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Goodbye to sex predator classifications

Probably the only thing I've whined about more frequently than the idiocy of the current sentencing laws and decisions is the idiocy of the current laws and decisions on sexual predator designations.  Well, it turns out that beginning next year, I won't have as much to whine about.

Why?  Because on January 1, 2008, Ohio's new sexual offender classification system takes effect.  Instead of a risk-based system -- one which attempts to gauge the chances of recidivism of an offender -- it becomes an offense-based system:  an offender's classification, and duty of registration, is based solely on the type of sexual crime committed.  It basically sets up three classifications:  "Tier I sex offender/child victim offender," "Tier II...," etc., with 15-year, 25-year, and lifetime registration requirements, respectively.  Voyeurism will land you on Tier I, rape on Tier III.  What's more, the new law scraps the recently established Juvenile Sex Offender Registry and Notification System; anyone 14 or over gets placed on one of the three tiers.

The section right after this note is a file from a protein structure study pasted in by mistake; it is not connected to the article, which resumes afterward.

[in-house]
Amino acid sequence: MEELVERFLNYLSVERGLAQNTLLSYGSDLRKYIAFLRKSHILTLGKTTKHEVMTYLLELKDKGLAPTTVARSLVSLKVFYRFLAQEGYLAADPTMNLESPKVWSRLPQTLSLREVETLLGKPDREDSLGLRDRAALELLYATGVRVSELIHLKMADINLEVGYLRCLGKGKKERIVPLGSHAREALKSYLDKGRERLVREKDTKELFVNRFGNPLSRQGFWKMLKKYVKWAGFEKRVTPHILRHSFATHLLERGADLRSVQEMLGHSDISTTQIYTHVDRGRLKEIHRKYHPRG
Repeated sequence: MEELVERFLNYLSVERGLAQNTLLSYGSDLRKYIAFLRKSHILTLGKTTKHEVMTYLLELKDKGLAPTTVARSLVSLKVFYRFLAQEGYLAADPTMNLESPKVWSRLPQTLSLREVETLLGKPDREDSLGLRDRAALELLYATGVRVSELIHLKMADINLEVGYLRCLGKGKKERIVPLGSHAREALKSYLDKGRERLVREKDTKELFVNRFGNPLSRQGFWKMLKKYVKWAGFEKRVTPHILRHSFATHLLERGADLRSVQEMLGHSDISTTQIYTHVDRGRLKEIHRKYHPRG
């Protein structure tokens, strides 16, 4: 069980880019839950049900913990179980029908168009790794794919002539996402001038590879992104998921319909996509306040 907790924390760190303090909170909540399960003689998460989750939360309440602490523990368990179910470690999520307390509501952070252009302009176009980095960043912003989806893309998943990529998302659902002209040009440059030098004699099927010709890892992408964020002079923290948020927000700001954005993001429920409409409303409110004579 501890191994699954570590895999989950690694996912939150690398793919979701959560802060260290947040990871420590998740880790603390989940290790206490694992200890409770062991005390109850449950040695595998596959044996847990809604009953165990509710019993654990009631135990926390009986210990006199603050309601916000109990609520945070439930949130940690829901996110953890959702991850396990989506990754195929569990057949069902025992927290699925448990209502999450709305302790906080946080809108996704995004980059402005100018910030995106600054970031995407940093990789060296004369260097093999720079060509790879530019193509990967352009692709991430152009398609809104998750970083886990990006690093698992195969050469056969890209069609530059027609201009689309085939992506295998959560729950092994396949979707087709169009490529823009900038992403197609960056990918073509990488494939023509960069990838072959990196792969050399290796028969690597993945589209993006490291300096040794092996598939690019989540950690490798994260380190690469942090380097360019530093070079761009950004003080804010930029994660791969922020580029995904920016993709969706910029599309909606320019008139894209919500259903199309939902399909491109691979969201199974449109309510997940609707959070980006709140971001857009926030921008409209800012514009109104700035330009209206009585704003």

The motivation for this was money:  it brought Ohio into compliance with the federal Adam Walsh Child Protection and Safety Act, and when Congress passed that act, it stipulated that any state which enacted the law by July 27 (Ohio's was signed by the governor on June 30) would get a 10% bonus in grants created by the Walsh Act.

Turns out that's 10% of nothing:  Congress hasn't appropriated any money for the Act.

One would think that the logical starting point for a massive revision in sex offender registration would be some empirical research into how the current system is working.  If one thought that, though, one would be wrong.  What research has been done has not shown that sex offender registration laws have any effect whatsoever on the one thing they're supposed to affect:  the incidence of sex crimes.  In fact, as I mentioned several months ago, there's some basis for believing that they're actually counterproductive, in that they force sex offenders "underground," making them that much harder to track.

I'll have more on this as the new year gets closer.  I'm looking forward to it every bit as much as you are.

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